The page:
[In regards to ‘immune competence’ and the relationship between the immune system and heart health]
Forgive me jumping into the middle of this discussion (although I had contributed ideas for Aging biomarkers, going back several months, on the relevant forum topic).
First, there is a connection between immune system health and cardiovascular disease (CVD) [K. Lavine, Washington University School of Medicine, 2018] via ‘clonal hematopoiesis’ (CH), sometimes also referred to as ‘clonal hematopoiesis of indeterminate potential’ (CHIP), a condition – strongly associated with aging and disease – in which somatic mutations in specific lineages of (bone-marrow derived) blood cells (known as Hematopoietic Stem Cells, HSCs) increase in frequency (‘clonal expansion’) and come to predominate within that blood cell population. [note: CH of lymphocyctes results in various forms of (often chronic) Leukemia]
Specifically, Lavine finds that a loss of function mutation in the myeloid cell gene that codes for the protein TET2 (an epigenetic driver*) triggers/activates the NLRP3 inflammasome and IL-1B production. These types of mutations (in HSCs, frequently in a single gene of one cell type) tend to accumulate with age and may offer a mechanistic explanation for why aging and disease are associated with inflammation – and the often concomitant cardiovascular diseases, such as venal thrombosis, stroke, MI, etc.).
*Most mutation-driven cases of CH in humans are the result of mutations in epigenetic regulator genes (e.g., DNMT3A, TET2, others) commonly in immune cell types like monocytes, macrophages, granulocytes, and lymphocytes – immune cells found throughout the body in nearly every tissue type.
Now, most somatic mutations (whether in HSCs or some other tissue cell type) do not confer a ‘fitness advantage’ and so they are eliminated (e.g., via the DDR). However, there is accumulating evidence (S. Jaiswal and Ebert, 2019) that on rare occasions, some of these mutations that evolve into CH/CHIP are under positive selection and provide a growth advantage to these (clonal) cell populations (which may be viewed, in the evolutionary context, as a cell population in competition with other cell populations). This ‘rare mutational process’ (i.e., rare in the young) occurs in many tissue types and becomes less and less rare as we age (between 10 and 20% of those older than age 70 harbor a clonal myeloid population of appreciable size).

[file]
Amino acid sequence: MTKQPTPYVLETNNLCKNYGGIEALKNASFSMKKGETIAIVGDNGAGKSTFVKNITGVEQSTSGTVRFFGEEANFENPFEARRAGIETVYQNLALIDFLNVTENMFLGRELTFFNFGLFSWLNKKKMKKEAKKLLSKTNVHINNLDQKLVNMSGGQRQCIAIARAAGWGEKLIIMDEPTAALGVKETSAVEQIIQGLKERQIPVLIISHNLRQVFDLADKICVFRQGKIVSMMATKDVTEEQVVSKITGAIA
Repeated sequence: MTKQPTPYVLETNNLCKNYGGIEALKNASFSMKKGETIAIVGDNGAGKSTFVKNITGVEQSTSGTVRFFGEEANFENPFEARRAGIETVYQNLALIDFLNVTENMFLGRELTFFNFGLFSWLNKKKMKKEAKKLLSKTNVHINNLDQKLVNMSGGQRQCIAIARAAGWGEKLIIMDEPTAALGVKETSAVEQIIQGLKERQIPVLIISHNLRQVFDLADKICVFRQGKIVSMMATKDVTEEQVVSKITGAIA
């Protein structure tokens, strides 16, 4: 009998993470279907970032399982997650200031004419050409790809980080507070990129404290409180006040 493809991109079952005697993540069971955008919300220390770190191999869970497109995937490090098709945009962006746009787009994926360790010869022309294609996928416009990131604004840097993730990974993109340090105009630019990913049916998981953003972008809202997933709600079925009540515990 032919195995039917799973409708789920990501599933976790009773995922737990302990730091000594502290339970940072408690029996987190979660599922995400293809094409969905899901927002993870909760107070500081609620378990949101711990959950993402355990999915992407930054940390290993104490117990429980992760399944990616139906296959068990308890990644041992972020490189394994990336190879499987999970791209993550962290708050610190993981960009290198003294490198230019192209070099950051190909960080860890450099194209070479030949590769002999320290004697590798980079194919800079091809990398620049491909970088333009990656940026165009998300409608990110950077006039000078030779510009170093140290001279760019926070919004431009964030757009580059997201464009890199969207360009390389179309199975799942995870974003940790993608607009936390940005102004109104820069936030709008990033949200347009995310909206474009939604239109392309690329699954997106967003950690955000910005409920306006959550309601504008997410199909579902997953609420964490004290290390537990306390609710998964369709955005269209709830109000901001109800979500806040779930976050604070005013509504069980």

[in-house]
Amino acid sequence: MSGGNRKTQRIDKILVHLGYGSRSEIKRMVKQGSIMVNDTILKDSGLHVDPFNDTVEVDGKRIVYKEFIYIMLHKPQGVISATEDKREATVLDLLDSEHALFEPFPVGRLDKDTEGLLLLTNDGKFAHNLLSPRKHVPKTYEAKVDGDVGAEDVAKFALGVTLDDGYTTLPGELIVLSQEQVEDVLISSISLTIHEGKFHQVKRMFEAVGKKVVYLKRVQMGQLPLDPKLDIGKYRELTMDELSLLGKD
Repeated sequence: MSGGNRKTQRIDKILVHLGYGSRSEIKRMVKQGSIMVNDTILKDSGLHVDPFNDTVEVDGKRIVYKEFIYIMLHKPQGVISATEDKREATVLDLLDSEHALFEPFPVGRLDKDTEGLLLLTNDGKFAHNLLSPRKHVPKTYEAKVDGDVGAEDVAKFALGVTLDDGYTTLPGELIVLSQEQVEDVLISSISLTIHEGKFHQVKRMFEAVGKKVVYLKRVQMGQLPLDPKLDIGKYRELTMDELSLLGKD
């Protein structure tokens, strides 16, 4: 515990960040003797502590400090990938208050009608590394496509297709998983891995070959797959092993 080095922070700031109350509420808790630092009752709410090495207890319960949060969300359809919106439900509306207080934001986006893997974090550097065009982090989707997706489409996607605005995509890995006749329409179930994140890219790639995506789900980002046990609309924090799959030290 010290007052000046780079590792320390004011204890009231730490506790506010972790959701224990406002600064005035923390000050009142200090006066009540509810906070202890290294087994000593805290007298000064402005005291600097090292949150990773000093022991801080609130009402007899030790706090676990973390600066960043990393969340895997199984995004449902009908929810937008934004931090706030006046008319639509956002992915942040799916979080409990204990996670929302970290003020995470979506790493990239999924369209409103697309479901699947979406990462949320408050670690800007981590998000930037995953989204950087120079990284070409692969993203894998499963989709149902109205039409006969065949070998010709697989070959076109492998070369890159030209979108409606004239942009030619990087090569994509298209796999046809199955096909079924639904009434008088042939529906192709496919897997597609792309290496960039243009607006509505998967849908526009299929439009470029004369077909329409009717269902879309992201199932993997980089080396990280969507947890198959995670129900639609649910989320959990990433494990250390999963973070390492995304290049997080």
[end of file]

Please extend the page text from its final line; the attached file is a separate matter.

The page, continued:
In their research, Jaiswal and Ebert also cite recent studies that suggest that CHIP is associated with an increased risk of all-cause mortality and an increased risk of cardiovascular diseases (see those noted, above).
In evolutionary terms, if an organism (or cell type) is under positive selection (resulting in clonal expansion) and which confers a ‘growth advantage’, etc. it is a truism that stopping this selection (and the age-relate illness/condition) requires removing the ‘agent of selection’. Therefore, the goal, in general, is to first identify the specific agent of selection (and target it for mitigation, or, elimination).
Now, ‘immune system’ is a broad term (as is ‘immune competence’) and refers to a great number of cell types, interactions (e.g., B cell-T cell coupling), processes, and conditions. So, it is important to reduce/refine our quest to a more specific immune system phenomenon (even if it is broadly manifested) or process. Here, I am suggesting that ‘clonal hematopoiesis’ or clonal expansion (of an identified cell type) would seem to be a valid, specific, and clear immune system ‘target condition’.
Alternatively, or, in parallel to this search, the researchers emphasize the need to “develop strategies aimed at mitigating the adverse consequences of CHIP, such as lifestyle modifications or drugs that lower the risk of hematologic cancer and heart disease.”
So, more concretely (as far as Jaiswal and Ebert’s ‘mitigation strategy’)…I suggest here an obvious approach: that one of these strategies be the repairing of the mutation (in the epigenetic ‘driver gene’) that is fueling the positive selection of the clonal population (whether or not we can identify the actual selective agent) – along with adjunct therapies to reduce inflammation (e.g., perhaps target/bind the cell surface receptor-ligand complex that triggers the inflammatory cascade, or block the production of the NLRP3 complex in vivo, etc.). This could be achieved via new (nucleotide) base editing technologies (e.g., sgCRISPR or shRNA cassettes, delivered to tissue cell types by next gen AAVs) – performed in vivo first (ethically/humanely) in monkeys (as phase I/II) – with the goal being the the (validated) significant decline, or complete elimination, of the clonal (e.g., myeloid cell type) population as the clear ‘age reversal’ indicator/benchmark.